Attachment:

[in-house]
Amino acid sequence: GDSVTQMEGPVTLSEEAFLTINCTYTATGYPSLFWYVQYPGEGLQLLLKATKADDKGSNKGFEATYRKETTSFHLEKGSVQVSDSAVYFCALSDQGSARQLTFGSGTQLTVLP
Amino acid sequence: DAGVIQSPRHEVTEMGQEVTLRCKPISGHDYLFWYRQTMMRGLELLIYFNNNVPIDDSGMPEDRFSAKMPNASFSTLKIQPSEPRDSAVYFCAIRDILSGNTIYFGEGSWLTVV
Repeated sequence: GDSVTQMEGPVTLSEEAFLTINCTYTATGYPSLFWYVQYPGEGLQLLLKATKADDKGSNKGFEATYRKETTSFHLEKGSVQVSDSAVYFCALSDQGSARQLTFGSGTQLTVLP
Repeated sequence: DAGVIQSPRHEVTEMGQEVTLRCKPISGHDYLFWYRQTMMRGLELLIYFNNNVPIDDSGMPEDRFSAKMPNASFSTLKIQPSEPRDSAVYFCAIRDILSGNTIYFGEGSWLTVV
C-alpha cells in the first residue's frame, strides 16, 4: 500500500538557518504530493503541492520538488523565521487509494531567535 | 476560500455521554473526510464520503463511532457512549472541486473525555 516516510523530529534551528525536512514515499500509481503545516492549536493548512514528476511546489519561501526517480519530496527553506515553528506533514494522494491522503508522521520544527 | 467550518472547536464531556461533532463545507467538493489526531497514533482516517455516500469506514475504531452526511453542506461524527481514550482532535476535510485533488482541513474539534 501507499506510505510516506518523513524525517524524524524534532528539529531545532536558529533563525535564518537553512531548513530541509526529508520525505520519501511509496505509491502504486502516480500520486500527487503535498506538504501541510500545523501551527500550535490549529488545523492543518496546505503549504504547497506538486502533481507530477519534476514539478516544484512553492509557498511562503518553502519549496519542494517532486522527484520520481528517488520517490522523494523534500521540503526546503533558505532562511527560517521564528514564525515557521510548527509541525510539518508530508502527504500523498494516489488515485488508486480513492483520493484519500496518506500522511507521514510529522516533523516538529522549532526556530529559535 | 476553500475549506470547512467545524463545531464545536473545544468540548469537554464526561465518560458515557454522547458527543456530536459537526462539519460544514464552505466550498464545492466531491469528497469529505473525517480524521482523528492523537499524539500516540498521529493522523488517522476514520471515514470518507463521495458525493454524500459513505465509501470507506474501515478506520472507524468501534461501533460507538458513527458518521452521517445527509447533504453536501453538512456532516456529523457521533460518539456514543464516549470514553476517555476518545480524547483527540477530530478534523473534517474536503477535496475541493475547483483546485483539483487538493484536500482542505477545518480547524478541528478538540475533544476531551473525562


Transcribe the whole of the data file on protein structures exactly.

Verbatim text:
[in-house]
Amino acid sequence: GDSVTQMEGPVTLSEEAFLTINCTYTATGYPSLFWYVQYPGEGLQLLLKATKADDKGSNKGFEATYRKETTSFHLEKGSVQVSDSAVYFCALSDQGSARQLTFGSGTQLTVLP
Amino acid sequence: DAGVIQSPRHEVTEMGQEVTLRCKPISGHDYLFWYRQTMMRGLELLIYFNNNVPIDDSGMPEDRFSAKMPNASFSTLKIQPSEPRDSAVYFCAIRDILSGNTIYFGEGSWLTVV
Repeated sequence: GDSVTQMEGPVTLSEEAFLTINCTYTATGYPSLFWYVQYPGEGLQLLLKATKADDKGSNKGFEATYRKETTSFHLEKGSVQVSDSAVYFCALSDQGSARQLTFGSGTQLTVLP
Repeated sequence: DAGVIQSPRHEVTEMGQEVTLRCKPISGHDYLFWYRQTMMRGLELLIYFNNNVPIDDSGMPEDRFSAKMPNASFSTLKIQPSEPRDSAVYFCAIRDILSGNTIYFGEGSWLTVV
C-alpha cells in the first residue's frame, strides 16, 4: 500500500538557518504530493503541492520538488523565521487509494531567535 | 476560500455521554473526510464520503463511532457512549472541486473525555 516516510523530529534551528525536512514515499500509481503545516492549536493548512514528476511546489519561501526517480519530496527553506515553528506533514494522494491522503508522521520544527 | 467550518472547536464531556461533532463545507467538493489526531497514533482516517455516500469506514475504531452526511453542506461524527481514550482532535476535510485533488482541513474539534 501507499506510505510516506518523513524525517524524524524534532528539529531545532536558529533563525535564518537553512531548513530541509526529508520525505520519501511509496505509491502504486502516480500520486500527487503535498506538504501541510500545523501551527500550535490549529488545523492543518496546505503549504504547497506538486502533481507530477519534476514539478516544484512553492509557498511562503518553502519549496519542494517532486522527484520520481528517488520517490522523494523534500521540503526546503533558505532562511527560517521564528514564525515557521510548527509541525510539518508530508502527504500523498494516489488515485488508486480513492483520493484519500496518506500522511507521514510529522516533523516538529522549532526556530529559535 | 476553500475549506470547512467545524463545531464545536473545544468540548469537554464526561465518560458515557454522547458527543456530536459537526462539519460544514464552505466550498464545492466531491469528497469529505473525517480524521482523528492523537499524539500516540498521529493522523488517522476514520471515514470518507463521495458525493454524500459513505465509501470507506474501515478506520472507524468501534461501533460507538458513527458518521452521517445527509447533504453536501453538512456532516456529523457521533460518539456514543464516549470514553476517555476518545480524547483527540477530530478534523473534517474536503477535496475541493475547483483546485483539483487538493484536500482542505477545518480547524478541528478538540475533544476531551473525562